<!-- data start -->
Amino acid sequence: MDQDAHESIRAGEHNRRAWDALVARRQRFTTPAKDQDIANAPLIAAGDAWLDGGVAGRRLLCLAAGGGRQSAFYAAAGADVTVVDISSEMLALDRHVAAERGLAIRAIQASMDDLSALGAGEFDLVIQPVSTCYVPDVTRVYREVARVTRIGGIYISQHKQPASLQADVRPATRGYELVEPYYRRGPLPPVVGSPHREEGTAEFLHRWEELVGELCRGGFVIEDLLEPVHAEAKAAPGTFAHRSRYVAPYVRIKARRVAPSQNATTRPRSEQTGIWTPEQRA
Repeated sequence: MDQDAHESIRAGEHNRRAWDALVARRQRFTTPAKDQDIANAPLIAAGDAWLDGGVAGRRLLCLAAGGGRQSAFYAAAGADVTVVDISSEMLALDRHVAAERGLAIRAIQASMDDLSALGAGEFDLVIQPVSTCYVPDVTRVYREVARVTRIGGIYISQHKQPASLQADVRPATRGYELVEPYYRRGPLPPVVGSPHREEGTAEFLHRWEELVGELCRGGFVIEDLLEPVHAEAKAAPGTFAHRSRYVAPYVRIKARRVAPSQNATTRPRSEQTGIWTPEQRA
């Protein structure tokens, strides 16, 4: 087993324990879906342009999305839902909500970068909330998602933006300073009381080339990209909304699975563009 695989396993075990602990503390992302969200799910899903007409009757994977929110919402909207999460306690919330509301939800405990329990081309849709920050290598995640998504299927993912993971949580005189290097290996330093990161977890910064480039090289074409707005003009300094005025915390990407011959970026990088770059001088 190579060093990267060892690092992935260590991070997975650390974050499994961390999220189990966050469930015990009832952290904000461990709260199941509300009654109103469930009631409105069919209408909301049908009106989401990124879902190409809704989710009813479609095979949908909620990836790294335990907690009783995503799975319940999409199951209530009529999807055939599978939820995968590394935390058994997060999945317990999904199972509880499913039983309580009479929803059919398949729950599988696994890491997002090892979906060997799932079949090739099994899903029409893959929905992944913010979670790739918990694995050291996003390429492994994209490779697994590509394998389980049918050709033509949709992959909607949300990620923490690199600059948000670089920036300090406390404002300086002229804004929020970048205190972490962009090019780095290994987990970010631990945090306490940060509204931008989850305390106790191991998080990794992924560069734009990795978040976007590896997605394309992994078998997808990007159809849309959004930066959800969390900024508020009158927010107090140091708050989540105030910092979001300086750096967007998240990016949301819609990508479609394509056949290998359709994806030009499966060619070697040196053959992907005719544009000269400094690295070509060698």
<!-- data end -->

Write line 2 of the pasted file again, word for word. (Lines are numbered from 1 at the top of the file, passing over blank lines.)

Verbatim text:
Repeated sequence: MDQDAHESIRAGEHNRRAWDALVARRQRFTTPAKDQDIANAPLIAAGDAWLDGGVAGRRLLCLAAGGGRQSAFYAAAGADVTVVDISSEMLALDRHVAAERGLAIRAIQASMDDLSALGAGEFDLVIQPVSTCYVPDVTRVYREVARVTRIGGIYISQHKQPASLQADVRPATRGYELVEPYYRRGPLPPVVGSPHREEGTAEFLHRWEELVGELCRGGFVIEDLLEPVHAEAKAAPGTFAHRSRYVAPYVRIKARRVAPSQNATTRPRSEQTGIWTPEQRA